So it “keeps going” in whose favour? Law firms? Their biggest clients? Seems like those are the only entities which matter to today’s EPO management.

“Companies like Microsoft use these fake patents in bulk for blackmail and extortion (or cross-licensing with other monopolies).”We’re meanwhile seeing the “HEY HI” (AI) panic reappearing at VentureBeat. Yesterday they published: “In August, three agencies — the USPTO, European Patent Office (EPO), and United Kingdom Intellectual Property Office (UKIPO) — received two patent dockets filed by Thaler’s DABUS…”

Oh, maybe the EPO will want to work for large companies’ algorithms now, by awarding them too monopolies?

From the article:

The system has motivated people like former aerospace engineer Dr. Stephen Thaler to turn to AI in pursuit of a better way. He, along with a team of legal experts and engineers, developed DABUS, a “creativity machine” that’s able to generate ideas without human intervention. A “critic” component within DABUS monitors the system’s idea-generating modules, enabling it to isolate and ripen those that evince the most utility. In August, three agencies — the USPTO, European Patent Office (EPO), and United Kingdom Intellectual Property Office (UKIPO) — received two patent dockets filed by Thaler’s DABUS. One is for a beverage container, and the other is for a light that flashes in a rhythm that’s hard to ignore.

It’s not unreasonable to say that DABUS has paved the way for AI invention systems yet to come — and opened something of a Pandora’s box in the process. At issue is whether AI qualifies as an inventor under statutes like the America Invents Act, which defines a filer as “the individual or, if a joint invention, the individuals collectively who invented or discovered the subject matter of the invention.” Some scholars argue that “individual” might be interpreted broadly to mean machines as well people and that denying an AI the right of conception could hinder innovation. But others assert that allowing AI to be credited with an invention might deter human developers who find themselves unable to compete.

The EPO does not care about humans; it cares only about corporations. The EPO doesn’t even value humans who work for the EPO. It strives to help corporations and their “HEY HI” replace these humans, even if for vastly inferior outcomes. All that matters is that few massive monopolies (usually American companies) will net all the money, perhaps serving some ‘kickbacks’ to EPO managers.

It’s quite frankly absurd the European media doesn’t cover these issues. When it mentions the EPO it typically just repeats the EPO’s words or prints ‘prepared’ articles from the EPO’s own PR department. I heard inside stories to that effect.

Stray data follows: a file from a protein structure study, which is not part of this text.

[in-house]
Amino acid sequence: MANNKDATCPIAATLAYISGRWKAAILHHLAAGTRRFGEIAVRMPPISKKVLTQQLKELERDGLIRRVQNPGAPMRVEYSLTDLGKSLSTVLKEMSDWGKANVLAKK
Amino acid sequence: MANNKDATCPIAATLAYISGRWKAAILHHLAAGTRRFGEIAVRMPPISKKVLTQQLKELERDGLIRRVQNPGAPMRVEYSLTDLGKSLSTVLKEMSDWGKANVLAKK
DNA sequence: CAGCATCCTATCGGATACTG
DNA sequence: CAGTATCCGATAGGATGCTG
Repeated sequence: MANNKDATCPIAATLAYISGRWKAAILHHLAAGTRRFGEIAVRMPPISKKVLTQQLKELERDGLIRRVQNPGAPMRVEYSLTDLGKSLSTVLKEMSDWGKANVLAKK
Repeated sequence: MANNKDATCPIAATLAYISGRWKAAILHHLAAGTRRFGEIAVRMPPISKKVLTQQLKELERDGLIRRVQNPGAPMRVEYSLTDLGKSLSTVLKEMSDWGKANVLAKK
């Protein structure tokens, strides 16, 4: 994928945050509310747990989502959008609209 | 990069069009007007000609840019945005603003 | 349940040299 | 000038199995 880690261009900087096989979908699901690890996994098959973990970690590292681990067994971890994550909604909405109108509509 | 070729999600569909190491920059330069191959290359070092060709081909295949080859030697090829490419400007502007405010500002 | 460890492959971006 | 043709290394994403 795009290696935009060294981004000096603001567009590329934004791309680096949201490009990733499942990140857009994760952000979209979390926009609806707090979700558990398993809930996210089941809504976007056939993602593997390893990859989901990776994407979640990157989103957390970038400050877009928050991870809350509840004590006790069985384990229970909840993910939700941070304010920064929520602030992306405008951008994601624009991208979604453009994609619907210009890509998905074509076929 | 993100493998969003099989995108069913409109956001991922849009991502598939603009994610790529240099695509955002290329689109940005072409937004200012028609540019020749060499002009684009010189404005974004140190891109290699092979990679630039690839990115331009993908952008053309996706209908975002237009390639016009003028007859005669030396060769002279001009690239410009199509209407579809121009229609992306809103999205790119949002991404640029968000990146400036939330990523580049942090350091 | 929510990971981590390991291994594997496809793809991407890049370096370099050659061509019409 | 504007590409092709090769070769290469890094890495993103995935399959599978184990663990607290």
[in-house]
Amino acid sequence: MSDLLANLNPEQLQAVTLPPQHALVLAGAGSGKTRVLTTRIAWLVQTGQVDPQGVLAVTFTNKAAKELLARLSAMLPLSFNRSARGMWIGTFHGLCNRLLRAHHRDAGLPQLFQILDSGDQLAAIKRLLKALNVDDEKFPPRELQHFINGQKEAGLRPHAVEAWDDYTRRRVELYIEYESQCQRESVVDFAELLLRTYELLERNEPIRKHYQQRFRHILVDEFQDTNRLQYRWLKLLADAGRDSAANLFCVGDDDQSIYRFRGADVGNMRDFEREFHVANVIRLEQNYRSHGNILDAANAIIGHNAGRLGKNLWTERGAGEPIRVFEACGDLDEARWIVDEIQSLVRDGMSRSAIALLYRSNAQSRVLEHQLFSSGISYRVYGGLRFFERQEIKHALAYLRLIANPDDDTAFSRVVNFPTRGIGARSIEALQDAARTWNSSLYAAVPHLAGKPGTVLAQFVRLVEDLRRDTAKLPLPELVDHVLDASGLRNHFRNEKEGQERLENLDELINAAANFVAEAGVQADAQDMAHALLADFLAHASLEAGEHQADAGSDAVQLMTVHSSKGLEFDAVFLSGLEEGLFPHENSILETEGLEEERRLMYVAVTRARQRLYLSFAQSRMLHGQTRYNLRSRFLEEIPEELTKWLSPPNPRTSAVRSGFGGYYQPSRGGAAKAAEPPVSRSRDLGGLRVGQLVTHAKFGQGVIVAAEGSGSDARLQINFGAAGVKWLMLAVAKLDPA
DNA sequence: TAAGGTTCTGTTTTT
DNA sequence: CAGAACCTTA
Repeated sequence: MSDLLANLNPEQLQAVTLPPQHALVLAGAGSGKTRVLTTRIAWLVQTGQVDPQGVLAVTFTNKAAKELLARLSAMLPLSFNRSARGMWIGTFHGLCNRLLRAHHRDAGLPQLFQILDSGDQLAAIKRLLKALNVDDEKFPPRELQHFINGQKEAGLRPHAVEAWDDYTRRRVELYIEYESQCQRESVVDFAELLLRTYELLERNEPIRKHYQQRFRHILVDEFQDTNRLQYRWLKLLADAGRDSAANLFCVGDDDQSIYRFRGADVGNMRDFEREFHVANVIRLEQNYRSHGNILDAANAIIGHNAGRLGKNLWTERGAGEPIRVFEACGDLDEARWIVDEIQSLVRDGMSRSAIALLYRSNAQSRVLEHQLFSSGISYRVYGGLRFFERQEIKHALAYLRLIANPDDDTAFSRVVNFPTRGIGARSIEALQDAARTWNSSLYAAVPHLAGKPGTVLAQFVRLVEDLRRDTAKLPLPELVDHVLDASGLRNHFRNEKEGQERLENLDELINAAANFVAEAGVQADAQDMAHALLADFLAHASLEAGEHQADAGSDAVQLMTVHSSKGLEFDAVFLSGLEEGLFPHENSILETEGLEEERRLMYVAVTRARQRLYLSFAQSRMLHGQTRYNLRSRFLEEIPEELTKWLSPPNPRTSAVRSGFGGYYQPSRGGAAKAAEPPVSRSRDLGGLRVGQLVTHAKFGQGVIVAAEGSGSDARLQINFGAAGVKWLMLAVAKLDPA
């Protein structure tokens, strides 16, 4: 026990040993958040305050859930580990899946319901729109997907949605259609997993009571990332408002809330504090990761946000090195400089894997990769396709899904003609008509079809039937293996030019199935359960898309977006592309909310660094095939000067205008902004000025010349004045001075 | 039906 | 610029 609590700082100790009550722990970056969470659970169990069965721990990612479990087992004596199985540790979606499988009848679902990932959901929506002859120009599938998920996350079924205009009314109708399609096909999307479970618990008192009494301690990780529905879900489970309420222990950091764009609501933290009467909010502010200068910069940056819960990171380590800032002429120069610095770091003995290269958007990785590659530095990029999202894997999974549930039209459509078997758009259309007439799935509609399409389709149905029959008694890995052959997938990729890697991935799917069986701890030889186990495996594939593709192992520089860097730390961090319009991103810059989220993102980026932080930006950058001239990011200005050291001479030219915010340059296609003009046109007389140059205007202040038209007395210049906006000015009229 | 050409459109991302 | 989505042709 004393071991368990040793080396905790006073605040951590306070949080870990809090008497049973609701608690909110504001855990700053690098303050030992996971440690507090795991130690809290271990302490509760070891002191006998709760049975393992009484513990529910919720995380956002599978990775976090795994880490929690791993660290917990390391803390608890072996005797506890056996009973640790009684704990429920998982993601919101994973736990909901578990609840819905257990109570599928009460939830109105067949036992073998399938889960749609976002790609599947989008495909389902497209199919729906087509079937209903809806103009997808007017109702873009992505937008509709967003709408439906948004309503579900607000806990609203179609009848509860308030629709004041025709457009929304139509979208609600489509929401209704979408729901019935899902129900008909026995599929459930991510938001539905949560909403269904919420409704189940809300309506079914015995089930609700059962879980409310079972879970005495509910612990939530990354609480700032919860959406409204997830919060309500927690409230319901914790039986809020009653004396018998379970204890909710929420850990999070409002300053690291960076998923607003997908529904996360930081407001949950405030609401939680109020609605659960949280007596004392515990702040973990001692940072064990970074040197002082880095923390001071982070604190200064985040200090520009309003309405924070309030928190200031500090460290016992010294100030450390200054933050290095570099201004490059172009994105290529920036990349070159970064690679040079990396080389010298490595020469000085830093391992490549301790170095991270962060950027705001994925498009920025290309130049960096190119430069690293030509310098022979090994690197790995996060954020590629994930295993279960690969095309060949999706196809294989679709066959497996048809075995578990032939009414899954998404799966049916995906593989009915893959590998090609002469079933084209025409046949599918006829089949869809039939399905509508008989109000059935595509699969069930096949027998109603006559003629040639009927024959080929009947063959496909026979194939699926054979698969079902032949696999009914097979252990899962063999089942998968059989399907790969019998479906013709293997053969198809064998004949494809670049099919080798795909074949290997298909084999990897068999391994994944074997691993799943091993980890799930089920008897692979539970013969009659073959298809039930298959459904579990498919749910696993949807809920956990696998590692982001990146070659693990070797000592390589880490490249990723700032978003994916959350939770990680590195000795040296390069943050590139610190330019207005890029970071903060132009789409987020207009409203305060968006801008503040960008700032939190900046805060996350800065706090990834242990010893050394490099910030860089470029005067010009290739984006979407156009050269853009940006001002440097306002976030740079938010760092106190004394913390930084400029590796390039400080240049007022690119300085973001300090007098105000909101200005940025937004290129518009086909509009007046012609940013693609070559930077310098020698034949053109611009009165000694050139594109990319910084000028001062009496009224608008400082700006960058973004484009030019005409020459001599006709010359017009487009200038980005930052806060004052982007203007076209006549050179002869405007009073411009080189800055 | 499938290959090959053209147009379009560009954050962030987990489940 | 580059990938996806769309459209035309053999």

“When it mentions the EPO it typically just repeats the EPO’s words or prints ‘prepared’ articles from the EPO’s own PR department.”It has been hard to look past the EPO’s latest headline (warning: epo.org link) with popular culture reference like “Back to the future” (while speaking about “youth”). Munich’s “TED” — like all “TEDs” — is corrupt anyway (promoting oligarchy), i.e. it’s just like EPO management. To quote the EPO itself: “TED is a non-profit organization that achieved global acclaim through its TED Talk conference. Since inception 30 years ago, the annual event has featured well-known presenters such as Bill Gates, Jane Goodall and Sir Richard Branson. The conference spawned TEDx: A series of events managed by local organisers in cities worldwide. TEDxMünchen forms part of this series.”

And guess whose views are impermissible? It’s like that infamous Davos ‘forum’, except it’s multinational in the location sense.

The EPO tweeted on Monday: “What an amazing day! Congratulations to the @TEDxMuenchen team for putting together an inspiring event & thank you to all of you who have shared your thoughts on innovation with us! From all of us at the EPO, THANK YOU!”

“The EPO bribed and/or intimidated some of them, using its humongous and misused (no oversight!) budget.”I responded sincerely: “No, sorry. The Twitter account of EPOorg does NOT speak for “all of us at the EPO”; it’s a voice of oppression against EPO staff, lying to the staff and to the world on behalf of few corrupt individuals…”

We certainly hope for more coverage about EPO affairs — with or without these staff protests (the protests ought not be a requirement for journalism). My personal view has become so negative, seeing how so-called ‘journalists’ whom I contact refuse to deal with the subject, with publishers (media owners) being largely to blame. They spike stories and discourage writers. The EPO bribed and/or intimidated some of them, using its humongous and misused (no oversight!) budget.